“So turtles pair…”

Tito kindly suggested that Mayumi & I commemorate our marriage this past April here, with our friends in/on the Icebox. Reprinted below is the text we chose to place on the back of the program for our wedding ceremony, taken from Shakespeare’s late play “The Winter’s Tale,” together with a photograph of the event in medias res.

FLORIZEL:   I think you have
As little skill to fear as I have purpose
To put you to’t. But come; our dance, I pray:
Your hand, my Perdita: so turtles pair,
That never mean to part.

PERDITA: I’ll swear for ’em.

フロリゼル:  こわがる理由が君にはあるまい、

パーディタ:  私もキジバトの誠実さには負けはしません。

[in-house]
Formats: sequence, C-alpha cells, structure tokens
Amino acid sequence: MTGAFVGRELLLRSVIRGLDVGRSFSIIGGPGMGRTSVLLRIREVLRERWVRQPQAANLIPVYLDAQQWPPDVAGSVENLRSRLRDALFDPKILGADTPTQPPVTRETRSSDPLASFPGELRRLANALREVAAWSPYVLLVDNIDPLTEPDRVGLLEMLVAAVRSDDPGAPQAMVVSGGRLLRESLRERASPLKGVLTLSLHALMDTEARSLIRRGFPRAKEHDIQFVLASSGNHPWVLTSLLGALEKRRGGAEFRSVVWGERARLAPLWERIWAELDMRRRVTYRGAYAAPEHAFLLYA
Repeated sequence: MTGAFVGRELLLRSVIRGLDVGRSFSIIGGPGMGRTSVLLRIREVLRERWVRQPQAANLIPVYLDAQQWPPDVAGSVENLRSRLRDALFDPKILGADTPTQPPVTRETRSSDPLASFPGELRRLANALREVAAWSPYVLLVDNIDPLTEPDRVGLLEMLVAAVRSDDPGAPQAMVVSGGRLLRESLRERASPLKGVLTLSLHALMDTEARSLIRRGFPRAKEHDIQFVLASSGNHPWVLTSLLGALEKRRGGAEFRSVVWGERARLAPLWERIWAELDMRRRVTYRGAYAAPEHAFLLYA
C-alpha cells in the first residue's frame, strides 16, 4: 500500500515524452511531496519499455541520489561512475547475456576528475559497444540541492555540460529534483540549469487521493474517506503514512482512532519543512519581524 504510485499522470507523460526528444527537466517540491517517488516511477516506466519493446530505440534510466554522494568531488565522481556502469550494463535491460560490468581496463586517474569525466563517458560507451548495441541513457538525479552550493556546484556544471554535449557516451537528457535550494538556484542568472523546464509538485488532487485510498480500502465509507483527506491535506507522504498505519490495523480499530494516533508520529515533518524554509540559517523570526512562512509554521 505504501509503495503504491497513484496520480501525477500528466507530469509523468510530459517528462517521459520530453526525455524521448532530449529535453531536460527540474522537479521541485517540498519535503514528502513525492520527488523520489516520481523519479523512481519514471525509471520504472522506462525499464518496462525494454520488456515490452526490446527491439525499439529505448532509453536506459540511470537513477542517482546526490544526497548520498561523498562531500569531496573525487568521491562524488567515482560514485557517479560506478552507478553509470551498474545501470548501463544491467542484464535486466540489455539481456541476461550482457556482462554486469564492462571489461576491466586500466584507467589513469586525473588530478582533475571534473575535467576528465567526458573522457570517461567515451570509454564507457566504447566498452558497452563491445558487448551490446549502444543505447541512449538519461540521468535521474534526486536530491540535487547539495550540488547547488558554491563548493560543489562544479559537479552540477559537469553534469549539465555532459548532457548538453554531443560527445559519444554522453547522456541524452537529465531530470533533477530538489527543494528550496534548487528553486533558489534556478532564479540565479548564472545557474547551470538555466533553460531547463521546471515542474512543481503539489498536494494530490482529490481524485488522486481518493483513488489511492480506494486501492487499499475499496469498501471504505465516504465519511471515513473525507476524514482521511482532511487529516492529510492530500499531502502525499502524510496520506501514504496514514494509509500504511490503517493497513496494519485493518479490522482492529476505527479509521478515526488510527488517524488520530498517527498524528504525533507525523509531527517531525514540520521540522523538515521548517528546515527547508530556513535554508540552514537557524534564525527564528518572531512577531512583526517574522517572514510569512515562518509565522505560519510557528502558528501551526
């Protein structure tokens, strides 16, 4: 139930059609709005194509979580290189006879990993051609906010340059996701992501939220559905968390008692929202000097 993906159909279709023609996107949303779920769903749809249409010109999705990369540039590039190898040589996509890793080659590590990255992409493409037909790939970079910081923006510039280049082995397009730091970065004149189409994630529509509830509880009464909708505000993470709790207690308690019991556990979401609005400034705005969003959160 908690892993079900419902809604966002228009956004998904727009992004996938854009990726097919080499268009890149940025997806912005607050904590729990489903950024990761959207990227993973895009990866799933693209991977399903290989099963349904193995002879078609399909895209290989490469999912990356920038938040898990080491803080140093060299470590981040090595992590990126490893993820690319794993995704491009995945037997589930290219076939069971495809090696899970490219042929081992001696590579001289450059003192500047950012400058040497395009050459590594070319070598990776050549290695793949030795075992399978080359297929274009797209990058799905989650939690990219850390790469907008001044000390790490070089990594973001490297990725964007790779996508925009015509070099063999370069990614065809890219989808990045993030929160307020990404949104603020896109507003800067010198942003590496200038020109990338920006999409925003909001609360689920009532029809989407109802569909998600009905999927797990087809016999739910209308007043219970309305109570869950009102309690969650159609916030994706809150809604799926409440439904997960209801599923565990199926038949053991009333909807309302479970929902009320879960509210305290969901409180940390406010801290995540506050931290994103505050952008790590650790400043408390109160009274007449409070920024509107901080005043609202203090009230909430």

N.B.: In the scene here quoted, Florizel proposes to marry Perdita. In English, we speak of “taking a woman’s hand” in marriage, though Florizel takes it also for a dance. “Turtles” are turtle-doves, which, in English poetry, are emblems of fidelity in love, because they pair for life. (Mark makes bold to add, with a wink––and for those who know Mayumi well––that in “The Winter’s Tale” Perdita, though she remains unaware of it until the last act, is, in fact, a princess. Incidentally, neither one of us ever dances.)